ARTICLE – (REVIEW) May 2018
Eleanor and Richard, a couple with two young daughters, desperate to get on the property ladder, have just bought a four-bedroom Victorian townhouse in East London.
It is the house that Richard in particular hopes could one day be their Pinterest-perfect dream home.
But all isn’t as it should be: the atmosphere is oppressive, the dark colours and old furniture feeling like more than just unfortunate decorating choices. And then there’s the upstairs room, whose white walls are covered in scribble, a name, repeated over and over: Emily. Eleanor is unnerved, but they’ve already stretched themselves to the financial limit to buy the house.
They’re stuck. Forced to rent out the basement flat, enter Zoe, a young woman with problems of her own but who also soon begins to wonder whether there’s something wrong with the house, particularly as Emily’s signature starts to appear everywhere.
The Upstairs Room is the debut novel by British author Kate Murray-Browne (a freelance editor who previously worked at Faber & Faber for ten years and was one of Picador’s “new voices” for 2017).
Her novel has been described as a “property horror story”. And, as anyone who’s bought a house or seen more than a few episodes of shows like Homes Under the Hammer knows, there are arguably few things more horrific than the housing market, particularly in London: inherent stress and all of those potential horrors hidden beneath the wallpaper to go with it.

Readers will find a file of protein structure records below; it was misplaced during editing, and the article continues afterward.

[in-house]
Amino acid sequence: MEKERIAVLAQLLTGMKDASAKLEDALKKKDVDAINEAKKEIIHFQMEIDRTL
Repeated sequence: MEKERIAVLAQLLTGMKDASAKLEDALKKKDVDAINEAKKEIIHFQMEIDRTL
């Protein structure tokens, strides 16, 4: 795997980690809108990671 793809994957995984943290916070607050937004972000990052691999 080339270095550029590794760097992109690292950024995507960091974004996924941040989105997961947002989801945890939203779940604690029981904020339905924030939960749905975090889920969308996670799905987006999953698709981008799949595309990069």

This is a wonderful modern gothic in the vein of Henry James’s The Turn of the Screw, in that you’re never quite sure whether the problems are with the house or with the people.
Eleanor begins to feel increasingly ill, symptoms that are only relieved when she’s not in the house.
At the same time, Rosie, their oldest daughter begins acting out, displaying behaviour she never has before. Is it just the stress of moving into a new environment on top or is the house having some sort of nefarious effect on both Eleanor and her daughter? Zoe starts experiencing episodes of sleep paralysis, where she thinks she glimpses a little girl. Is it just the physical manifestation of the stresses of her relationship problems and living in a rather gloomy basement flat, or is there really a presence? Richard finds himself becoming preoccupied with Zoe. Is it just a stereotypical mid-life crisis, or something else?
Like The Turn of the Screw, this novel also refuses to give definitive answers, providing evidence for both theories. The characters’ problems could easily have psychological causes, but odd things continue to happen: Emily’s signature starts to appear everywhere; the upstairs room continues to make everyone inexplicably uncomfortable; Eleanor uncovers some strange parallels in the story of the people who lived in the house before them and an appointment of a psychic goes very wrong.
However, for all the unanswered questions, the ending proves to be an immensely satisfying one. It provides closure to the characters’ stories, so it’s not an open ending, but the last few paragraphs deliver a sharp sting in the tail that leaves a lingering chill.
*The Upstairs Room by Kate Murray-Browne is published in paperback by Pan Macmillan, price £8.99